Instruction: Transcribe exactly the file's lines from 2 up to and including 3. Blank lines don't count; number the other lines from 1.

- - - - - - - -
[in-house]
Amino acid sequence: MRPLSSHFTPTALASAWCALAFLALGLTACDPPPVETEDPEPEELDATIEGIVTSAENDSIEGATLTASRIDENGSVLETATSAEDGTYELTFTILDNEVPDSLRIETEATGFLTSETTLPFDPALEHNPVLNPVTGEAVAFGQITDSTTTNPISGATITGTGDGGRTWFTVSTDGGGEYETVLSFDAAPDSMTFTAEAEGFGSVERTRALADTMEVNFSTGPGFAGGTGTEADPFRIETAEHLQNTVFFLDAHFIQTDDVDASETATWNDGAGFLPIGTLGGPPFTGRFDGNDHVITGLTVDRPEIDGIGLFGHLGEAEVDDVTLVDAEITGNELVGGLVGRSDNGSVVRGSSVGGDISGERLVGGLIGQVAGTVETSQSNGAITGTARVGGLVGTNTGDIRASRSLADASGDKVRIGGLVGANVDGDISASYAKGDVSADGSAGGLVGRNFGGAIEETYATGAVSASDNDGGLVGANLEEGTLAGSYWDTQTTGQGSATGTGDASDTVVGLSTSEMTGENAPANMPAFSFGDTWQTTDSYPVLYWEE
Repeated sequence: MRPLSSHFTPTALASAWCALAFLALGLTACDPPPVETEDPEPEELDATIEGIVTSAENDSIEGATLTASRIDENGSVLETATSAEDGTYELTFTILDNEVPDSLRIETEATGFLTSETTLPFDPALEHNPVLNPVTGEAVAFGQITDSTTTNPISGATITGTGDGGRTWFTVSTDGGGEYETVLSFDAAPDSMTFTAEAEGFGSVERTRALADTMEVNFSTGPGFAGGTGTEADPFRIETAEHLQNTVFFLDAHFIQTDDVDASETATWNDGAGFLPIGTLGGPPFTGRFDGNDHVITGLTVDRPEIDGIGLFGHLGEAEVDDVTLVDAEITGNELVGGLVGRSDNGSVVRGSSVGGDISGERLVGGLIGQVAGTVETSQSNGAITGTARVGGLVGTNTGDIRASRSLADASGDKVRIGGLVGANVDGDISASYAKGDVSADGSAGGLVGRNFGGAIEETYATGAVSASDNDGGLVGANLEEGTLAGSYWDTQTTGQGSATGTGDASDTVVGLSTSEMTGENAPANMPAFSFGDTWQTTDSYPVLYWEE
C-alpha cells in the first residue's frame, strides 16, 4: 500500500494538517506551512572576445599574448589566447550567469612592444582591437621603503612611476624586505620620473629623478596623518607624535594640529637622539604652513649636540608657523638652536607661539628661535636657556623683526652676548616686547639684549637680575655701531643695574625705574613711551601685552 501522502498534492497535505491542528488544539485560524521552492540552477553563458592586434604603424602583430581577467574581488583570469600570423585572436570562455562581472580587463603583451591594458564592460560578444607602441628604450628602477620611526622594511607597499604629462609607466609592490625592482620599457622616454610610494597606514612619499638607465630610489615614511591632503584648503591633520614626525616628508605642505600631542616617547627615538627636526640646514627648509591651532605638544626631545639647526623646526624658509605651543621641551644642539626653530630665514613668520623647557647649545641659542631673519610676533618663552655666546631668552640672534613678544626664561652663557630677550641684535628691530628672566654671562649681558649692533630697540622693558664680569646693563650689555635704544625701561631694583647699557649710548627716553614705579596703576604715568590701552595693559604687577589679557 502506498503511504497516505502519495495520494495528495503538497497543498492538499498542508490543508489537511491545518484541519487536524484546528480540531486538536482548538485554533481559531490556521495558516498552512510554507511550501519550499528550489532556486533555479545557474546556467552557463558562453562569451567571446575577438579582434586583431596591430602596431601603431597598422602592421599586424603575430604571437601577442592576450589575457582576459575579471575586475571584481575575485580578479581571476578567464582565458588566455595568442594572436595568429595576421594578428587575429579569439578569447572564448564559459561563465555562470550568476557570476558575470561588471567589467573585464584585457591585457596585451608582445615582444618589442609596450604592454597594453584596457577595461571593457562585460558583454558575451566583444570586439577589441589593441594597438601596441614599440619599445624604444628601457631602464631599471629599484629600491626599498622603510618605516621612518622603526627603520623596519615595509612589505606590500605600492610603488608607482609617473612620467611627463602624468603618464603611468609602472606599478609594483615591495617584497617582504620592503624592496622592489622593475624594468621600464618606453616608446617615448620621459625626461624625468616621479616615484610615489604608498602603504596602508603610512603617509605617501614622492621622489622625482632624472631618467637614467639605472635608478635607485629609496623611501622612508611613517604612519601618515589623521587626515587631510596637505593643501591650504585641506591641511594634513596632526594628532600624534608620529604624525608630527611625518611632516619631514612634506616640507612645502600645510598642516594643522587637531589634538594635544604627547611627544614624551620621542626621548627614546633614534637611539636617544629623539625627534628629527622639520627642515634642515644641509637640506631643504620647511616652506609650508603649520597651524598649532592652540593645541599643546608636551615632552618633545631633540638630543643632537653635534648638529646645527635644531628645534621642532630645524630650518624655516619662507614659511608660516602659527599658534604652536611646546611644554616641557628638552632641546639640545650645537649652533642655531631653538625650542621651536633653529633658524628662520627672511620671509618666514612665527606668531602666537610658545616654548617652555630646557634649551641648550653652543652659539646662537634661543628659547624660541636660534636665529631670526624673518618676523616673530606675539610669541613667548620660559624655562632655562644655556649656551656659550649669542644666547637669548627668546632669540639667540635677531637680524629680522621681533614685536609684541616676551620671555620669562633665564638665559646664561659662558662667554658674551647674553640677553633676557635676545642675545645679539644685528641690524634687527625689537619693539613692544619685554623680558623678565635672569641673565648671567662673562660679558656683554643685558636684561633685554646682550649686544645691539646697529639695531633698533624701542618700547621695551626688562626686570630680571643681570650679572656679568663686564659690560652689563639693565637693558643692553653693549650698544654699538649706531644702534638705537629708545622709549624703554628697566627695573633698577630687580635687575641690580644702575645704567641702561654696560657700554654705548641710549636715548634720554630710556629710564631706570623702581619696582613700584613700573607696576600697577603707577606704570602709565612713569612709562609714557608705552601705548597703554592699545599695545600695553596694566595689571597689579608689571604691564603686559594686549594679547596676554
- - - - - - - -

Amino acid sequence: MRPLSSHFTPTALASAWCALAFLALGLTACDPPPVETEDPEPEELDATIEGIVTSAENDSIEGATLTASRIDENGSVLETATSAEDGTYELTFTILDNEVPDSLRIETEATGFLTSETTLPFDPALEHNPVLNPVTGEAVAFGQITDSTTTNPISGATITGTGDGGRTWFTVSTDGGGEYETVLSFDAAPDSMTFTAEAEGFGSVERTRALADTMEVNFSTGPGFAGGTGTEADPFRIETAEHLQNTVFFLDAHFIQTDDVDASETATWNDGAGFLPIGTLGGPPFTGRFDGNDHVITGLTVDRPEIDGIGLFGHLGEAEVDDVTLVDAEITGNELVGGLVGRSDNGSVVRGSSVGGDISGERLVGGLIGQVAGTVETSQSNGAITGTARVGGLVGTNTGDIRASRSLADASGDKVRIGGLVGANVDGDISASYAKGDVSADGSAGGLVGRNFGGAIEETYATGAVSASDNDGGLVGANLEEGTLAGSYWDTQTTGQGSATGTGDASDTVVGLSTSEMTGENAPANMPAFSFGDTWQTTDSYPVLYWEE
Repeated sequence: MRPLSSHFTPTALASAWCALAFLALGLTACDPPPVETEDPEPEELDATIEGIVTSAENDSIEGATLTASRIDENGSVLETATSAEDGTYELTFTILDNEVPDSLRIETEATGFLTSETTLPFDPALEHNPVLNPVTGEAVAFGQITDSTTTNPISGATITGTGDGGRTWFTVSTDGGGEYETVLSFDAAPDSMTFTAEAEGFGSVERTRALADTMEVNFSTGPGFAGGTGTEADPFRIETAEHLQNTVFFLDAHFIQTDDVDASETATWNDGAGFLPIGTLGGPPFTGRFDGNDHVITGLTVDRPEIDGIGLFGHLGEAEVDDVTLVDAEITGNELVGGLVGRSDNGSVVRGSSVGGDISGERLVGGLIGQVAGTVETSQSNGAITGTARVGGLVGTNTGDIRASRSLADASGDKVRIGGLVGANVDGDISASYAKGDVSADGSAGGLVGRNFGGAIEETYATGAVSASDNDGGLVGANLEEGTLAGSYWDTQTTGQGSATGTGDASDTVVGLSTSEMTGENAPANMPAFSFGDTWQTTDSYPVLYWEE